Several times a year I’ll hear someone give baseball a hard time, go off on a wild diatribe about how they’d rather watch a heated game of bridge at the local rest home than a live baseball game. It’s boring. Nothing happens. It’s slow. I don’t disagree with some of those points. In person, your everyday baseball game can be boring. Sometimes they drag on for hours with no end in sight (see every time the Yankees play the Red Sox), but what I don’t understand is how these same people go to and enjoy football games. I like going to football games, but I have my limits. I’d say maybe two regular season games a year is my perfect number. I like to tailgate. I like to hang out and have a couple of drinks, but once that game starts I must think 1,000 times, “I miss my remote control.” Football in person is incredibly slow, slower than baseball could ever dare to be. Football is a TV sport. Hockey is great live. Baseball falls somewhere in the middle. Just to note, I’m speaking mostly of regular season games here. All post-season games are inherently more exciting, though the TV breaks during the Super Bowl must be insufferable.
Fans still pour into stadiums, though. They brave the elements, they pay ridiculous premiums for beer and food, they put up with downtime and limited highlight opportunities all so they can say they were at the game. Did you see that game? Well, I WAS THERE! It’s a big deal, and people measure part of their fandom based on how many games they attend and the fervor they reach while in attendance. Someone with a 18-game Phillies plan might consider them a pretty big fan, but in truth if those are the only games they really watch they are likely dwarfed by the person who watches every inning on Comcast. There are just different ways to go about the experience.
Of course, this week we hear about a new reason to attend the games in person. Perhaps something will go wrong and you can sue everyone who ever set foot in Cowboys Stadium to the tune of 5 million dollars. I do have some sympathy for the people here, because they were victims of Jerry Jones’ greed. He wanted to have the highest attendance of all-time for a Super Bowl, and so he rigged up some temporary stands. When those stands weren’t up to code before game-time hundreds of fans were left without a place to sit. I imagine the disappointment was incredible. If people put value on going to games live, if they attach it to their self-worth, imagine what the Super Bowl must mean for them? Think of the dang VISA commercials with the old guys who revolve their lives around going to the game. These people were waiting for their, “I was there,” moment, and it was taken away from them.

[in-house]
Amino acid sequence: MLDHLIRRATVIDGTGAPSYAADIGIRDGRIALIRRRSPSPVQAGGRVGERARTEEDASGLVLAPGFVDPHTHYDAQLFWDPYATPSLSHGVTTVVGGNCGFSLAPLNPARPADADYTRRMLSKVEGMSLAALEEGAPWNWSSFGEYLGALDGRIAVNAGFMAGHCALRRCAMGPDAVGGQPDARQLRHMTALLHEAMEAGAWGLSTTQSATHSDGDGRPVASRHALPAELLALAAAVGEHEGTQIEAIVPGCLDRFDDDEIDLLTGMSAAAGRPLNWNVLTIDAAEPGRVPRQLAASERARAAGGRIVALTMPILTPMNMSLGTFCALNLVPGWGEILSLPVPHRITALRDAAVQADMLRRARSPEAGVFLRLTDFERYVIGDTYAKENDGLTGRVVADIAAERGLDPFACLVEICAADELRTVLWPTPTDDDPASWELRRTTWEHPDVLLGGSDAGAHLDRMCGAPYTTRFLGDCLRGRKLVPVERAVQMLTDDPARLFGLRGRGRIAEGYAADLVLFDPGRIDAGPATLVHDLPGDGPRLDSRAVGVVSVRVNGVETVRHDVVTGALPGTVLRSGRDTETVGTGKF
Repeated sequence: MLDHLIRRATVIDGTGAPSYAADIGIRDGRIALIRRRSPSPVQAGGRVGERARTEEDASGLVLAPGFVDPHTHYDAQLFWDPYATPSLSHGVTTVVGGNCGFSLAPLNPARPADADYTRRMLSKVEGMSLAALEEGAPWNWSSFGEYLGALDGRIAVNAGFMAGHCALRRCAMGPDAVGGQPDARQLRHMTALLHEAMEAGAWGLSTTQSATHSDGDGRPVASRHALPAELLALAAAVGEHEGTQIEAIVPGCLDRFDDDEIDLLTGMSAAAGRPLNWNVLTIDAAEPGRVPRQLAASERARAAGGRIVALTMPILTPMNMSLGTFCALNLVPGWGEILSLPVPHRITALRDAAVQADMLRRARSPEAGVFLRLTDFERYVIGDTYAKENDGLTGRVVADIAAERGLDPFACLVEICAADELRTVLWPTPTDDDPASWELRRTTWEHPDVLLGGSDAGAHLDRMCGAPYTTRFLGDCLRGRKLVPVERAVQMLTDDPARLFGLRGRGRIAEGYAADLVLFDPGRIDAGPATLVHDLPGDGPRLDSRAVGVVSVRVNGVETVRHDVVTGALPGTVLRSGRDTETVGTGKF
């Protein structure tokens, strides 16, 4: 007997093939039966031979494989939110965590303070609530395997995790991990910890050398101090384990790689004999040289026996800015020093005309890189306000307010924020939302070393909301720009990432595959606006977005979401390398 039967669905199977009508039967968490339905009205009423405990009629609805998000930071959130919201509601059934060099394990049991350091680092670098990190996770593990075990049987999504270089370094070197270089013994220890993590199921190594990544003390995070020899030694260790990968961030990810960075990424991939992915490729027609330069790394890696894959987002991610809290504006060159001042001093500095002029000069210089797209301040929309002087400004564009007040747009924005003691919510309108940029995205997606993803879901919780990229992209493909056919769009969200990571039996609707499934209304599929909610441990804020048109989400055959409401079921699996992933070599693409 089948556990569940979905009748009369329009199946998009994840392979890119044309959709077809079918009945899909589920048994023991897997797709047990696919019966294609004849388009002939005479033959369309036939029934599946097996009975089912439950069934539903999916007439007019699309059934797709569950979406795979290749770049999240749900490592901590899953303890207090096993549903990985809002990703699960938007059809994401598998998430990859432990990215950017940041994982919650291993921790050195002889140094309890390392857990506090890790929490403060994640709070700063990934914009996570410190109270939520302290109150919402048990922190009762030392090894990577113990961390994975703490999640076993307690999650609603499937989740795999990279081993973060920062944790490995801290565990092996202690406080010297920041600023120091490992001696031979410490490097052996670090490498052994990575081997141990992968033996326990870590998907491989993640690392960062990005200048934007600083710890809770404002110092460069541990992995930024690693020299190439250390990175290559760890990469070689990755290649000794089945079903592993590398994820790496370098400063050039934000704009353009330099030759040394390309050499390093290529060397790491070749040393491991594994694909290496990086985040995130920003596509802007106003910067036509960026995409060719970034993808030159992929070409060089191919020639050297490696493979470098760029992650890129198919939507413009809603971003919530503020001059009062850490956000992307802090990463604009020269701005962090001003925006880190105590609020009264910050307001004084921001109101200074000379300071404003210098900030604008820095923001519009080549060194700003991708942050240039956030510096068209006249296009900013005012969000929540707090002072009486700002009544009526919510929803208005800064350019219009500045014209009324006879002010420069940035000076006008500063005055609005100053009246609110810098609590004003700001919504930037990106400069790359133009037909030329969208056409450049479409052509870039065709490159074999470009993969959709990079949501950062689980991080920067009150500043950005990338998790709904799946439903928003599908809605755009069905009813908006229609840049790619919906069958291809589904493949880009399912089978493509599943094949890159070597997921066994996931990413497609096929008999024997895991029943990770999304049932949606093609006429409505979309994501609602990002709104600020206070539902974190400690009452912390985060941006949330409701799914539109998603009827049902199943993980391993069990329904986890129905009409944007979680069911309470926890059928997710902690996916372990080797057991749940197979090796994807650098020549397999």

It sounds to me, at least initially, that the NFL was trying to do what they could to help these fans. Now, the NFL being what it is, the process surely was bungled to some extent. Some fans were relocated within the Stadium. From what I understand others were forced to watch the games on television somewhere on the Stadium premises, which doesn’t exactly count for going to the game. They were plied with complimentary gear and refreshments, guaranteed a ticket to the next Super Bowl and given 300% of their money back, which comes to 2,400 dollars. Now, I imagine many spent more than 1,600 on travel and accommodations, and so maybe the fans have the right to a bit more generous settlement, but for those looking for reasonable compensation, their case is sullied by this lawsuit that is asking for about 50 thousand dollars per plaintiff. I mean, come on.
It’ll be interesting to see how this all plays out. I think the more the people complain, the worse they will look. Eventually, people are going to say, “Oh, you had to watch the screen and go on the field after the game? You got a couple grand? You poor babies.” I think there is some inherent risk in going to a game, buying a ticket, or whatever. Of course, you could just do the smart thing and watch the game on television. How else would you get to see the commercials?
Quiz of the Day: Five 35-Plus Homer Seasons with the Same Team. Category: Baseball. My Score, 29/31
*After BK beat me yesterday, I wanted to set the bar pretty high. Also, since we were talking about Albert Pujols earlier, this seems appropriate. He’s one the answers…you’re freebie.